Haiti’s national portrait is deceiving: ax, pickaxe and shovel. Blood on the streets and masked uniformed men running amok. An easy-to-consume, instant chaos. January 2020 marks 10 years of the earthquake and 216 years of being the first black republic. Its portrait, sadly, continues to be one of destruction. Puerto Rico now is also shaken by earthquakes, and also carries the stigma and the economic crisis that the post-María situation has left in our history.
There are plenty of reasons why our Caribbean trauma is so easy to market. Writer Susan Sontag concluded that watching images of conflict exonerates us from the guilt of the horror we don’t experience. Authors J. John Lenon and Malcolm Foley of “Dark Tourism: The Attraction of Death and Disaster,” add that consuming conflict is now more technologically accessible. Nothing generates more “likes” than fear.
During the Duvalier dictatorship in Haiti we saw the terror of the Tonton Macoutes paramilitary group, and prayed in secret for Haitians and for ourselves. Holy Mother, deliver us from evil, we implored. After the 2010 earthquake, we saw the refugee camps and hoped we would never have to seek cover under tarps. Seven years later, after Hurricane María, Puerto Rico would take refuge under its own blue tarps. The January earthquakes put us face to face with Haitian history: a country that is forgotten except when disaster knocks on its door.
Medical Anthropologist Paul Farmer probed into the subject’s sore spot. In “The Uses of Haiti,” he insists that Haiti is regarded as an example, a cautionary tale of what happens when a nation, especially a black one, decides to make its own rules. Haiti became independent from France in 1804, putting in jeopardy the lucrative sugar production and labor exploitation. This bold move would be a costly one. The war ships that arrived on the shores of Port-au-Prince in 1825 went to collect a $21 billion pardon that Haitians were only able to pay by 1947.
By then, the so-called “emancipation debt” had mortally wounded the country’s economy. Loans from international banks deepened Haiti’s precarious situation. There are many nations and humanitarian organizations that now extend them a helping hand, and are part of a system that, promising to help Haitians, helps itself. What better example than the U.S. Agency for International Development. Of the $270 million “invested in Haiti,” half was piped to companies in the United States. Chemonics International was one of these companies, which received $58 million. When I think of the alleged embezzlement of FEMA funds in Puerto Rico, I think about how close we are to our Haitian brothers and sisters.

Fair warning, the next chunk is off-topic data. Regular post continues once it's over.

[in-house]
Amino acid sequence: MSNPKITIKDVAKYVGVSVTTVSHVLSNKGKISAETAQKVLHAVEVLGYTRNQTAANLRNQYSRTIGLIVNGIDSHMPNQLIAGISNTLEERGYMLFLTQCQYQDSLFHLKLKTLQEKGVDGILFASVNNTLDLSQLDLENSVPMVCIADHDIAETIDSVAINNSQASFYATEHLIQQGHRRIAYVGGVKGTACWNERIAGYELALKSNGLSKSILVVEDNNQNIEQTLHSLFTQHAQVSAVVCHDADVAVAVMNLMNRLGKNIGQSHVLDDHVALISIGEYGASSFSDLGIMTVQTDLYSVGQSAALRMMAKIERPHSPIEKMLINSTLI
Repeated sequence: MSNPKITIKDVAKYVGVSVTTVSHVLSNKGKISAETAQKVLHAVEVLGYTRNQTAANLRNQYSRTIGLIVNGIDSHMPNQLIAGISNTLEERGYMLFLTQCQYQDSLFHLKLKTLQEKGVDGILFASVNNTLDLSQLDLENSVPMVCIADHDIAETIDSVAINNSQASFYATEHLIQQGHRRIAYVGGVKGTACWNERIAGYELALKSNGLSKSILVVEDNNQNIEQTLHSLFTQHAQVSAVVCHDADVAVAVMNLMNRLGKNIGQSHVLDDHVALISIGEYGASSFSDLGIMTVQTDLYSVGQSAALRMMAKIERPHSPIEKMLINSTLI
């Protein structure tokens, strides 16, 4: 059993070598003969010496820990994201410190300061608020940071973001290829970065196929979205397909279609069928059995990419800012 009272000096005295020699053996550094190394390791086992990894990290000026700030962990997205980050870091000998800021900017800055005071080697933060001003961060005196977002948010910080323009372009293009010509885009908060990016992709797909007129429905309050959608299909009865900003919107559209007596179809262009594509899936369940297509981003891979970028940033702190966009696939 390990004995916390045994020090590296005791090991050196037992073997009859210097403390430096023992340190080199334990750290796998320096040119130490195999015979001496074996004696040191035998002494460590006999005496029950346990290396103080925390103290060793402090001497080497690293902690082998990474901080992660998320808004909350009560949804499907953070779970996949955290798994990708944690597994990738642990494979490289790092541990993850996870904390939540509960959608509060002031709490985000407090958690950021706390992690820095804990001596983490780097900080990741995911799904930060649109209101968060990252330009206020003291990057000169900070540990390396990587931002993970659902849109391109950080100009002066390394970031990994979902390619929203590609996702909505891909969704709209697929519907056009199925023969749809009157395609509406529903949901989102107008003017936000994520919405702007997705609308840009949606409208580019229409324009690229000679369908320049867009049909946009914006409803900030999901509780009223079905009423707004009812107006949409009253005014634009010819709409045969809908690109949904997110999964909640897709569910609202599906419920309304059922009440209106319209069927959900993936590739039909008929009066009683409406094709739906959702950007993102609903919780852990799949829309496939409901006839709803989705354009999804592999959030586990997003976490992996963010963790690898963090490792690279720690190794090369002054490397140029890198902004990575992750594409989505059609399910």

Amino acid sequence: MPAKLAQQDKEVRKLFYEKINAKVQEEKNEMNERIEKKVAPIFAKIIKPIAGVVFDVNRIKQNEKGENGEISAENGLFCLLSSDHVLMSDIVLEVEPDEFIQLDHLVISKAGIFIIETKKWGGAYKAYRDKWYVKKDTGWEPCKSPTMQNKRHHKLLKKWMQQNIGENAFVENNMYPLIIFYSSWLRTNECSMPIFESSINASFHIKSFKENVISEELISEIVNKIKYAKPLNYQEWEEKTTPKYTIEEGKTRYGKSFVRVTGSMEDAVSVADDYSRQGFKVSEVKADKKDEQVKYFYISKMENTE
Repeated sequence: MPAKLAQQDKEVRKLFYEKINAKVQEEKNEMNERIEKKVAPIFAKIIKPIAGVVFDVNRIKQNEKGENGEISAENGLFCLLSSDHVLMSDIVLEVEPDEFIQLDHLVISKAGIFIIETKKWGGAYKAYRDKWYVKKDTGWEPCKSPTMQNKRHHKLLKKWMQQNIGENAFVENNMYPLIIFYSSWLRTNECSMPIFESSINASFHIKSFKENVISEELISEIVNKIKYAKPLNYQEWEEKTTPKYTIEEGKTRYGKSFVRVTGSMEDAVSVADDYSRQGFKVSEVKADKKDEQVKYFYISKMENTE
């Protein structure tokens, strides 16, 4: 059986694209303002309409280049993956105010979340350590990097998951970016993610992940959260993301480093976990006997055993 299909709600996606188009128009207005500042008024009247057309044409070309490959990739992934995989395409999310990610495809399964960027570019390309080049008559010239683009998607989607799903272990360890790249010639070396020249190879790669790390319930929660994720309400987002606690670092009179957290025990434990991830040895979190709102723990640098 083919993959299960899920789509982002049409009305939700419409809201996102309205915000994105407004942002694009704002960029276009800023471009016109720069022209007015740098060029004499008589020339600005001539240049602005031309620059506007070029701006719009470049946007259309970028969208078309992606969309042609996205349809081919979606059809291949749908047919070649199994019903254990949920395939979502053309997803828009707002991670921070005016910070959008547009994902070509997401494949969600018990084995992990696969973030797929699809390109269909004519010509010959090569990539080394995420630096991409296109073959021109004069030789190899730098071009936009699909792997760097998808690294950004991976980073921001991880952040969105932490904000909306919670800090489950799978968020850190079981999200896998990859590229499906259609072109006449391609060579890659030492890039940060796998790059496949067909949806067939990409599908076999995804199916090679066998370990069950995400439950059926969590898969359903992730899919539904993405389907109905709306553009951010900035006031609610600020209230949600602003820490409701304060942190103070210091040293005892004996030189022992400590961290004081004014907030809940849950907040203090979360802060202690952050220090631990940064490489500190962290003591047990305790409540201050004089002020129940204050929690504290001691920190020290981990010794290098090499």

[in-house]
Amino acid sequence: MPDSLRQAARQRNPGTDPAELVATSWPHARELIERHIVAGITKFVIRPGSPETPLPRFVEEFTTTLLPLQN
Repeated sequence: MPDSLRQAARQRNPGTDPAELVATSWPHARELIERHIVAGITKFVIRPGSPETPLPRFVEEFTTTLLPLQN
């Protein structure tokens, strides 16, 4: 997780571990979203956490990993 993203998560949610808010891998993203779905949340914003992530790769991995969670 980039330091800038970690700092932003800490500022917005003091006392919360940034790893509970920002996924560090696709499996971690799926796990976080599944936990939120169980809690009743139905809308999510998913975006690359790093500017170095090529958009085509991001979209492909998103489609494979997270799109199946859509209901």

There is another national portrait. Art and culture, of course, but also a spirit of malleable resistance that rarely reaches the news and our eyes.
Haiti is in Puerto Rico. In the classrooms of the University of Puerto Rico (UPR), in the galleries in San Juan, in the masses at the San Mateo Church and in the kiosks in Piñones. That is where I met Luisa, who marketed handcrafted art from one local festival to another. I met León, philosopher and businessman. Father Olin Pierre Lois and Dr. Paul Latortue, dean at the UPR.
“Music is a form of integration that has not been explored enough,” Latortue told me in his office. Sound is a map and I wanted to go in, explore it and learn the country by its frequencies.
And that’s what I did.
From Puerto Rico I went to Haiti after the earthquake. I traveled to the refugee camps, listened to konpa music at overwhelming volumes and watched soccer on the dusty avenues. Culture gave them life and restored their humanity. In the Delmas neighborhood, a woman danced fearlessly among the beams of a building. I remember traveling in a van that broke down in the middle of the road on my way to the United Nations headquarters where I would sleep that night. The woman danced. Her body was an instrument of protest. She seemed to shout, “I’m here!” despite the ruins. I can’t help comparing the young Haitian woman with the images of the protests in front of La Fortaleza in Puerto Rico in July 2019. Using her body to reclaim her land in Delmas, she is drawn in my memory as an echo of the “perreo combativo” (militant reggaeton) with which many Puerto Ricans reclaimed their country in Old San Juan.
I traveled to the southern part of the country with contemporary dance company Ayikodans. At the “Hymne a la Vie” festival, choreographer Jeanguy Saintus showcased a piece to the rhythm of voodoo in which dancer Linda Françoise was a ventricle between the spiritual and the earthly world. As I watched, I felt that Françoise’s barefoot dance was trying to calm the monster underfoot, the earthquake.
I returned five years later to the same performance in the small town of Aquin. On this occasion, Saintus presented the piece called “Transcendence.” The acrobatics of breakdancers to the rhythm of Beethoven’s Fifth Symphony were transformed into a sublime choreography. Dancer Blanchard Mackenson received the “loa,” the voodoo deity, and took to the stage in ancestral movements awakening the audience’s spiritual DNA. And that was the gift of his art: to remind them of their roots, that they were people, a country with a past and future.
It is impossible to ignore the chaos of the protests against President Jovenel Moïse, the oppressive history of its dictators and, recently, the purported abuse of the United Nations Mission.
In Puerto Rico, it will be impossible to ignore how our colonial reality and austerity measures put the island in danger every time the wind blows or the earth shakes. We can also shift our eyes and see both countries and the Caribbean archipelago from its resistance, from the cultural production that flows despite its obstacles. Yes. We must see the ruins. And also, those who dance on top of them.